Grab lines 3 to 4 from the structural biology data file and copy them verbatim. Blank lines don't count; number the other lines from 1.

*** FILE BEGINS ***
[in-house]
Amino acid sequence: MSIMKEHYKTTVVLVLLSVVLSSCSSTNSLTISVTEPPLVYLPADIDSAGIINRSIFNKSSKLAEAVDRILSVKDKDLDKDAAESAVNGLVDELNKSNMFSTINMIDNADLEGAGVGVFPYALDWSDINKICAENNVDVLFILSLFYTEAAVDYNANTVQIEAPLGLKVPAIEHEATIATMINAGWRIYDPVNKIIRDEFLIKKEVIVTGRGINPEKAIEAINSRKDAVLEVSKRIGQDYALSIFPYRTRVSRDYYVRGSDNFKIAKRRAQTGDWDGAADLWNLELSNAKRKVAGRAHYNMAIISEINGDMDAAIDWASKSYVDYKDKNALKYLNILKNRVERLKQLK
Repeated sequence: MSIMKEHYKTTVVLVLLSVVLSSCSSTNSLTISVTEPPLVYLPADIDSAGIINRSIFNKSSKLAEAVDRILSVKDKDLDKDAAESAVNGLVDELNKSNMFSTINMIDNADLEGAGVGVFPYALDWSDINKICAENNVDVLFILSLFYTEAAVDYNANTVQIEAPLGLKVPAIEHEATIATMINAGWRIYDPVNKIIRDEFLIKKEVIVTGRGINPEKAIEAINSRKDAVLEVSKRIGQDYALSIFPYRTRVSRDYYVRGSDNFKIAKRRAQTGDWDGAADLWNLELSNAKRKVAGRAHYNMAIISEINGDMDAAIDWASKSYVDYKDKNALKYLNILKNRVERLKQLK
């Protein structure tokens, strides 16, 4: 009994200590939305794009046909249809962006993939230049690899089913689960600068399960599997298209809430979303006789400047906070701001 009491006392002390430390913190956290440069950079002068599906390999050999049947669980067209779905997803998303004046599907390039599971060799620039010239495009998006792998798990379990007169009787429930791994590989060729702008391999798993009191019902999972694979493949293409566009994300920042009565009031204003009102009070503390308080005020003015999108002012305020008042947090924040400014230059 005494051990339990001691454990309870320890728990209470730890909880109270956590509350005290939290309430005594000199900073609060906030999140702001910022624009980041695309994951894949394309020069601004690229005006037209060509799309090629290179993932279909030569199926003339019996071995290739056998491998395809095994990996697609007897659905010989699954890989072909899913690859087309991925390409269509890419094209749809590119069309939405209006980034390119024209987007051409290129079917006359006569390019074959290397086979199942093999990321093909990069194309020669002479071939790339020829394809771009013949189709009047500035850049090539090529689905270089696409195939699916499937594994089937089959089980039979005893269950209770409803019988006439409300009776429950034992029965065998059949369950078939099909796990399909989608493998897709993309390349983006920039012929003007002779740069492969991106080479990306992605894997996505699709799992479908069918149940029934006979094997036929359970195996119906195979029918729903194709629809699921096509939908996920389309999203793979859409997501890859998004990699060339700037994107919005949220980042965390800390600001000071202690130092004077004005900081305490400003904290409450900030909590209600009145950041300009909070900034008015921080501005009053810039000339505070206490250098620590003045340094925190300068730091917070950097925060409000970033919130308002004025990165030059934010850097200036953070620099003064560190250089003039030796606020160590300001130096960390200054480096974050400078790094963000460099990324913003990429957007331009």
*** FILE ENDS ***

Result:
Repeated sequence: MSIMKEHYKTTVVLVLLSVVLSSCSSTNSLTISVTEPPLVYLPADIDSAGIINRSIFNKSSKLAEAVDRILSVKDKDLDKDAAESAVNGLVDELNKSNMFSTINMIDNADLEGAGVGVFPYALDWSDINKICAENNVDVLFILSLFYTEAAVDYNANTVQIEAPLGLKVPAIEHEATIATMINAGWRIYDPVNKIIRDEFLIKKEVIVTGRGINPEKAIEAINSRKDAVLEVSKRIGQDYALSIFPYRTRVSRDYYVRGSDNFKIAKRRAQTGDWDGAADLWNLELSNAKRKVAGRAHYNMAIISEINGDMDAAIDWASKSYVDYKDKNALKYLNILKNRVERLKQLK
């Protein structure tokens, strides 16, 4: 009994200590939305794009046909249809962006993939230049690899089913689960600068399960599997298209809430979303006789400047906070701001 009491006392002390430390913190956290440069950079002068599906390999050999049947669980067209779905997803998303004046599907390039599971060799620039010239495009998006792998798990379990007169009787429930791994590989060729702008391999798993009191019902999972694979493949293409566009994300920042009565009031204003009102009070503390308080005020003015999108002012305020008042947090924040400014230059 005494051990339990001691454990309870320890728990209470730890909880109270956590509350005290939290309430005594000199900073609060906030999140702001910022624009980041695309994951894949394309020069601004690229005006037209060509799309090629290179993932279909030569199926003339019996071995290739056998491998395809095994990996697609007897659905010989699954890989072909899913690859087309991925390409269509890419094209749809590119069309939405209006980034390119024209987007051409290129079917006359006569390019074959290397086979199942093999990321093909990069194309020669002479071939790339020829394809771009013949189709009047500035850049090539090529689905270089696409195939699916499937594994089937089959089980039979005893269950209770409803019988006439409300009776429950034992029965065998059949369950078939099909796990399909989608493998897709993309390349983006920039012929003007002779740069492969991106080479990306992605894997996505699709799992479908069918149940029934006979094997036929359970195996119906195979029918729903194709629809699921096509939908996920389309999203793979859409997501890859998004990699060339700037994107919005949220980042965390800390600001000071202690130092004077004005900081305490400003904290409450900030909590209600009145950041300009909070900034008015921080501005009053810039000339505070206490250098620590003045340094925190300068730091917070950097925060409000970033919130308002004025990165030059934010850097200036953070620099003064560190250089003039030796606020160590300001130096960390200054480096974050400078790094963000460099990324913003990429957007331009």